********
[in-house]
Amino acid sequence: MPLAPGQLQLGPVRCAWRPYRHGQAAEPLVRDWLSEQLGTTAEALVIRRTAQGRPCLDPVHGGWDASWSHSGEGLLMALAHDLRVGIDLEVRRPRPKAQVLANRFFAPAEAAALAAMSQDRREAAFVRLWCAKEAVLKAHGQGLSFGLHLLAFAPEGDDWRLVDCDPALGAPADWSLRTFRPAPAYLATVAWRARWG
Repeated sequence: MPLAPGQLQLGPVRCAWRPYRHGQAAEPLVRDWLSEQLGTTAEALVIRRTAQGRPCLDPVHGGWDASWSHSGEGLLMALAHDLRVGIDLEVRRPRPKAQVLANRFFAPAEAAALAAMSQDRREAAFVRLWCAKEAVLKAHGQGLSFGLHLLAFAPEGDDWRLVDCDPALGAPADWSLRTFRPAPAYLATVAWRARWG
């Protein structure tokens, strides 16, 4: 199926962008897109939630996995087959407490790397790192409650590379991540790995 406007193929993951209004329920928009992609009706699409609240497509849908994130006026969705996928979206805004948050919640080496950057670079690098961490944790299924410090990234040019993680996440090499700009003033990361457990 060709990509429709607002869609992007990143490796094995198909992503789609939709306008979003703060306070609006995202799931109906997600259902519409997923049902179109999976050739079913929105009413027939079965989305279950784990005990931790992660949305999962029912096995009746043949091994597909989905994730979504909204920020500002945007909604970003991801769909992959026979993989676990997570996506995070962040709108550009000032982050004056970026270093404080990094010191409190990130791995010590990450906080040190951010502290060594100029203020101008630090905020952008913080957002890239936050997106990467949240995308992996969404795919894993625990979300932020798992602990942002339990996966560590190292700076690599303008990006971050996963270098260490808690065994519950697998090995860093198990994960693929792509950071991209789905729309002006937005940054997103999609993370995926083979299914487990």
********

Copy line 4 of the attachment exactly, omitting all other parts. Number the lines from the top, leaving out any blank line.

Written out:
């Protein structure tokens, strides 16, 4: 199926962008897109939630996995087959407490790397790192409650590379991540790995 406007193929993951209004329920928009992609009706699409609240497509849908994130006026969705996928979206805004948050919640080496950057670079690098961490944790299924410090990234040019993680996440090499700009003033990361457990 060709990509429709607002869609992007990143490796094995198909992503789609939709306008979003703060306070609006995202799931109906997600259902519409997923049902179109999976050739079913929105009413027939079965989305279950784990005990931790992660949305999962029912096995009746043949091994597909989905994730979504909204920020500002945007909604970003991801769909992959026979993989676990997570996506995070962040709108550009000032982050004056970026270093404080990094010191409190990130791995010590990450906080040190951010502290060594100029203020101008630090905020952008913080957002890239936050997106990467949240995308992996969404795919894993625990979300932020798992602990942002339990996966560590190292700076690599303008990006971050996963270098260490808690065994519950697998090995860093198990994960693929792509950071991209789905729309002006937005940054997103999609993370995926083979299914487990």